Barwick and Scholes
Valentine’s coffee morning: it may be a couple of days after the main event but Barwick Methodists will mark Valentine’s Day with what could prove to be a romantic coffee morning in their church schoolroom on Saturday, from 10am. If any ladies put off proposing to the man of their dreams today they could pop the question over coffee and biscuits! There will be a raffle and tombola, too. Admission will cost £1 and all proceeds will go to the charity Caring for Life.
Lent lunches: a series of one hour Lent lunches will begin at 12.15pm on Saturday, at All Saints’ Church, Barwick, continuing at the same time every Saturday during Lent. A simple lunch of home made soup and bread will be served at a cost of £2, with all proceeds being donated to St George’s Crypt, Leeds.
Parking permits welcomed: Scholes villagers living in sheltered bungalows in Belle Vue Road have welcomed news that Leeds City Council plans to introduce residents’ parking permits. They see them as a solution to their long running problem of drivers parking vehicles outside their homes and leaving them for long periods, even overnight. One resident, Derek Wright, called the Wetherby News to comment: “We asked for resident parking permits and will welcome them being introduced.” He said they hoped this would deter people who are attending events at the nearby village hall from parking in Belle Vue Avenue, sometimes leaving vehicles there until the following day. This caused a great deal of inconvenience for elderly residents, often stopping them from parking close to their homes.Mr Wright added that Coun Matthew Robinson, who represents Scholes on the city council, had told him that following extensive consultation with local people the council’s Highways department would impose the approved Traffic Regulation Order in Scholes in the near future. Double yellow lines will make parking illegal in several locations, while waiting restrictions and a 20mph speed limit will be introduced near Scholes Primary School at times when children are arriving or leaving. Drivers who choose not to comply will run the risk of receiving a fixed penalty fine.
Church plans revealed: a plan to improve community facilities in Scholes, especially for the elderly and for young people, was revealed at the February meeting of Barwick and Scholes Parish Council. Dr Alan Stanley, a lay reader in the parish, said members of St Philip’s Church aspire to refurbish part of the church interior for community use and, ideally, would like to have a small annex to the church constructed to provide more space. However, the latter would depend on funds becoming available from the sale of some of the land surrounding the church and upon a developer obtaining planning approval for a small number of new homes. Asked how many houses might be built, Dr Stanley said it would be the minimum required to generate the income required. It could be as few as one detached house and one pair of semi-detached houses. He stressed that any permitted development would be designed to ensure that views across adjacent fields would be retained. If the proposals were approved and the work carried out then church members planned to introduce a Luncheon Club for the benefit of the village’s older residents, plus a meeting place for young people. Existing trees would be protected or relocated within the area of the church. Coun Geoff Yapp, who leads on planning issues, asked Dr Stanley if he would produce an outline sketch of what the re-developed church land would look like if the development was permitted and he agreed to do so.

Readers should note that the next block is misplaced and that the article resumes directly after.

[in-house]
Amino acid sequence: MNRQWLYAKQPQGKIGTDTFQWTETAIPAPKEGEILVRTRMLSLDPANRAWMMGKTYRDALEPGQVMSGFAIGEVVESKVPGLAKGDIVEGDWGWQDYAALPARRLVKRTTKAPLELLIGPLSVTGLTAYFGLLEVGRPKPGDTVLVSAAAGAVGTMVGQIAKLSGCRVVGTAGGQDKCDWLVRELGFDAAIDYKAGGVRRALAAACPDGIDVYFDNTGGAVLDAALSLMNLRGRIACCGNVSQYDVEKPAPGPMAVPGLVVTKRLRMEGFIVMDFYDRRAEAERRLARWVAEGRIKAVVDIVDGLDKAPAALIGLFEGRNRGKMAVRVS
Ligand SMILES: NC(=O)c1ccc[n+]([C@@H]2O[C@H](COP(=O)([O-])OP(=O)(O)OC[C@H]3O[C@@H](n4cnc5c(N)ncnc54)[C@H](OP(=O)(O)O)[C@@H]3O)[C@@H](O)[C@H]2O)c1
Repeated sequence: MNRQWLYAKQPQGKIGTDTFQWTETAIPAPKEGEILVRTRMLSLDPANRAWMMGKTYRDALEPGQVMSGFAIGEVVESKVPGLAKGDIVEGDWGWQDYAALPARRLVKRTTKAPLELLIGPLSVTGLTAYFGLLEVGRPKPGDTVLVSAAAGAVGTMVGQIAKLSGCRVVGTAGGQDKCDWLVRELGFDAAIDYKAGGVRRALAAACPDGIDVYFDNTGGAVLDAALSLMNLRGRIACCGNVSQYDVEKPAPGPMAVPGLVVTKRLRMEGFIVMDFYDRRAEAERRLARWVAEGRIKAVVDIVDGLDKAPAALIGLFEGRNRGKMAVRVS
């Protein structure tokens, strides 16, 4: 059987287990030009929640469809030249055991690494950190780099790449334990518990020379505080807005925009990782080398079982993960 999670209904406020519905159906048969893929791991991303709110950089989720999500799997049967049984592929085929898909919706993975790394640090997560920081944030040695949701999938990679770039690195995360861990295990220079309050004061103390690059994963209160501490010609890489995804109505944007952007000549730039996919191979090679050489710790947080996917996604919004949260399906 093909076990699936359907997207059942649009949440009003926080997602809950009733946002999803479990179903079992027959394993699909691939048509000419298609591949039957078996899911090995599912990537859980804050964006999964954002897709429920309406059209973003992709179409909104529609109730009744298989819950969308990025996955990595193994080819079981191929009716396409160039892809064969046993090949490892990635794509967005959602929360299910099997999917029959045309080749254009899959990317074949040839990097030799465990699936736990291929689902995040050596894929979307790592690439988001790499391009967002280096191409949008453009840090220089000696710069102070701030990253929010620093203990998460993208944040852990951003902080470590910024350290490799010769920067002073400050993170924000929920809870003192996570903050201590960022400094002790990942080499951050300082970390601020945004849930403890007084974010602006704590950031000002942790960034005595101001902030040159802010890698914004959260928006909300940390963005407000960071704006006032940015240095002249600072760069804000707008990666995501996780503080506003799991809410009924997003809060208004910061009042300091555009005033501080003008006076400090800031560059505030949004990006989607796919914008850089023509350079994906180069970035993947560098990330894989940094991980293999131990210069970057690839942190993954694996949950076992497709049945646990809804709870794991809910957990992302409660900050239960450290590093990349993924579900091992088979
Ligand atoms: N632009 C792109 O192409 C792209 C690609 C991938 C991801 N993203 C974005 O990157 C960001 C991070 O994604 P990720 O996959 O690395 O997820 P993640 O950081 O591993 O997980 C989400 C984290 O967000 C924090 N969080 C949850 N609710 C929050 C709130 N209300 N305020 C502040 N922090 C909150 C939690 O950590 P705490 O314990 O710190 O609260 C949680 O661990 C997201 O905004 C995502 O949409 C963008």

Bus services: many Scholes villagers who feel they get a raw deal when it comes to bus services are expressing to Metro their opposition to its proposal to terminate service 64A in July, along with the popular service 63. The latter will be replaced by an hourly service 11, which will travel to Leeds via Gipton and take several minutes longer than currently. Aberford and Barwick passengers will still have service 64 going to and from Leeds via Cross Gates every half hour but this is of little value to those Scholes residents, especially the elderly or infirm, who live a long walk away from the Coronation Tree bus stops. If the proposed route changes are made in the summer as planned, Scholes passengers living at the top end of the village will have to use service 11 or face the long walk to York Road to catch a Coastliner bus.Campaigners against the changes told the parish council that copies of a Metro questionnaire can be obtained at Scholes Library or can be downloaded from the Metro website. Metro insists that the proposed changes affecting several routes across the Leeds area is a consequence of substantial cuts in funding for rural bus services, which Metro subsidises. Coun Matthew Robinson, who represents the parish on the city council, has already received a large number of protests about the changes. Your correspondent waited in the freezing cold for a 64 bus into Leeds very recently: it was cancelled. A Scholes villager who boarded the 64A which eventually turned up was heard to comment that she had waited an hour, in sub-zero temperatures.
Excellent support: the latest charity coffee morning hosted by members of Scholes Methodist Chapel was well supported, with 90 people generously raising £262 for the Salvation Army. Many Barwick residents join their Scholes neighbours to enjoy the fellowship of the chapel’s monthly coffee mornings. The next one will be on Saturday, March 2, when unusually the proceeds will be used to boost chapel funds.
More discussion time: the time allocated for the monthly parish forum, at which villagers can raise issues of local concern, will be doubled in length from March onwards. Announcing this, Coun Ben Hogan, chairman, said the parish council wishes to give people more time for discussion. The next parish forum will be on Monday, March 4, beginning at 7pm in Barwick Methodist schoolroom.